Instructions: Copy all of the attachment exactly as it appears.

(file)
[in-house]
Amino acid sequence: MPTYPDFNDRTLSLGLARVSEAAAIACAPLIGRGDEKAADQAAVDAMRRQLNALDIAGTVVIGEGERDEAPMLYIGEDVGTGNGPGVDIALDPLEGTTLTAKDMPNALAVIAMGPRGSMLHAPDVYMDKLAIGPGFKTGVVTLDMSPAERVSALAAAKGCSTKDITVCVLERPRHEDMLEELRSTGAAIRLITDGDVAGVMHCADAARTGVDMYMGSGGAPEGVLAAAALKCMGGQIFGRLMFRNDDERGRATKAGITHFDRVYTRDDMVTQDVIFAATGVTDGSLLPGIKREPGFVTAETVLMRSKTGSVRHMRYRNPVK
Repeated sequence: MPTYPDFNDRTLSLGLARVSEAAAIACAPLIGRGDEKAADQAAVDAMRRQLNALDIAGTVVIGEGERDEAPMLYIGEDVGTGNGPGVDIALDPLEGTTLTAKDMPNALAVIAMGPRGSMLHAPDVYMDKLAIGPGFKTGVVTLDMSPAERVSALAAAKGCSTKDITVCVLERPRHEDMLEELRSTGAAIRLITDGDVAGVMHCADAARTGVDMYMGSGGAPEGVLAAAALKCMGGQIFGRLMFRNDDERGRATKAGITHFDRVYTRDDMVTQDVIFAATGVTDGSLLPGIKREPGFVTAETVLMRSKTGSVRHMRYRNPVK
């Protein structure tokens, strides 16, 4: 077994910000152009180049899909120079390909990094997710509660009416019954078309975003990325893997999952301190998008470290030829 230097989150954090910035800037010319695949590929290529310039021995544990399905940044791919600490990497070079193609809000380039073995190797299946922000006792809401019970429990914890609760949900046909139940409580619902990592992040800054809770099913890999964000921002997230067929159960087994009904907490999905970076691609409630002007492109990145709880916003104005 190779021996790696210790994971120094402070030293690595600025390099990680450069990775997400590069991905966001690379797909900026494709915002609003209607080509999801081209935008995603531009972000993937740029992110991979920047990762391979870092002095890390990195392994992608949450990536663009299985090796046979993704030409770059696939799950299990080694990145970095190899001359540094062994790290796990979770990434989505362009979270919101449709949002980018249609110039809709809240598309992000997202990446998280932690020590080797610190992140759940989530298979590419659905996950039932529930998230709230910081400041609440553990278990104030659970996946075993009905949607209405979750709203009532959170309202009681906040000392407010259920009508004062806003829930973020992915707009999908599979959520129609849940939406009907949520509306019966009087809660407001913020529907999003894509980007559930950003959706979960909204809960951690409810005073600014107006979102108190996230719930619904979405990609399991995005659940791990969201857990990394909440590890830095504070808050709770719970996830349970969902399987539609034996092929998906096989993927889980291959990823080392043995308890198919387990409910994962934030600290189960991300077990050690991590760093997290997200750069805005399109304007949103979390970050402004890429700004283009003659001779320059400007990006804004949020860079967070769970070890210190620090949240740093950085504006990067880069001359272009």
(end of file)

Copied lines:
[in-house]
Amino acid sequence: MPTYPDFNDRTLSLGLARVSEAAAIACAPLIGRGDEKAADQAAVDAMRRQLNALDIAGTVVIGEGERDEAPMLYIGEDVGTGNGPGVDIALDPLEGTTLTAKDMPNALAVIAMGPRGSMLHAPDVYMDKLAIGPGFKTGVVTLDMSPAERVSALAAAKGCSTKDITVCVLERPRHEDMLEELRSTGAAIRLITDGDVAGVMHCADAARTGVDMYMGSGGAPEGVLAAAALKCMGGQIFGRLMFRNDDERGRATKAGITHFDRVYTRDDMVTQDVIFAATGVTDGSLLPGIKREPGFVTAETVLMRSKTGSVRHMRYRNPVK
Repeated sequence: MPTYPDFNDRTLSLGLARVSEAAAIACAPLIGRGDEKAADQAAVDAMRRQLNALDIAGTVVIGEGERDEAPMLYIGEDVGTGNGPGVDIALDPLEGTTLTAKDMPNALAVIAMGPRGSMLHAPDVYMDKLAIGPGFKTGVVTLDMSPAERVSALAAAKGCSTKDITVCVLERPRHEDMLEELRSTGAAIRLITDGDVAGVMHCADAARTGVDMYMGSGGAPEGVLAAAALKCMGGQIFGRLMFRNDDERGRATKAGITHFDRVYTRDDMVTQDVIFAATGVTDGSLLPGIKREPGFVTAETVLMRSKTGSVRHMRYRNPVK
């Protein structure tokens, strides 16, 4: 077994910000152009180049899909120079390909990094997710509660009416019954078309975003990325893997999952301190998008470290030829 230097989150954090910035800037010319695949590929290529310039021995544990399905940044791919600490990497070079193609809000380039073995190797299946922000006792809401019970429990914890609760949900046909139940409580619902990592992040800054809770099913890999964000921002997230067929159960087994009904907490999905970076691609409630002007492109990145709880916003104005 190779021996790696210790994971120094402070030293690595600025390099990680450069990775997400590069991905966001690379797909900026494709915002609003209607080509999801081209935008995603531009972000993937740029992110991979920047990762391979870092002095890390990195392994992608949450990536663009299985090796046979993704030409770059696939799950299990080694990145970095190899001359540094062994790290796990979770990434989505362009979270919101449709949002980018249609110039809709809240598309992000997202990446998280932690020590080797610190992140759940989530298979590419659905996950039932529930998230709230910081400041609440553990278990104030659970996946075993009905949607209405979750709203009532959170309202009681906040000392407010259920009508004062806003829930973020992915707009999908599979959520129609849940939406009907949520509306019966009087809660407001913020529907999003894509980007559930950003959706979960909204809960951690409810005073600014107006979102108190996230719930619904979405990609399991995005659940791990969201857990990394909440590890830095504070808050709770719970996830349970969902399987539609034996092929998906096989993927889980291959990823080392043995308890198919387990409910994962934030600290189960991300077990050690991590760093997290997200750069805005399109304007949103979390970050402004890429700004283009003659001779320059400007990006804004949020860079967070769970070890210190620090949240740093950085504006990067880069001359272009």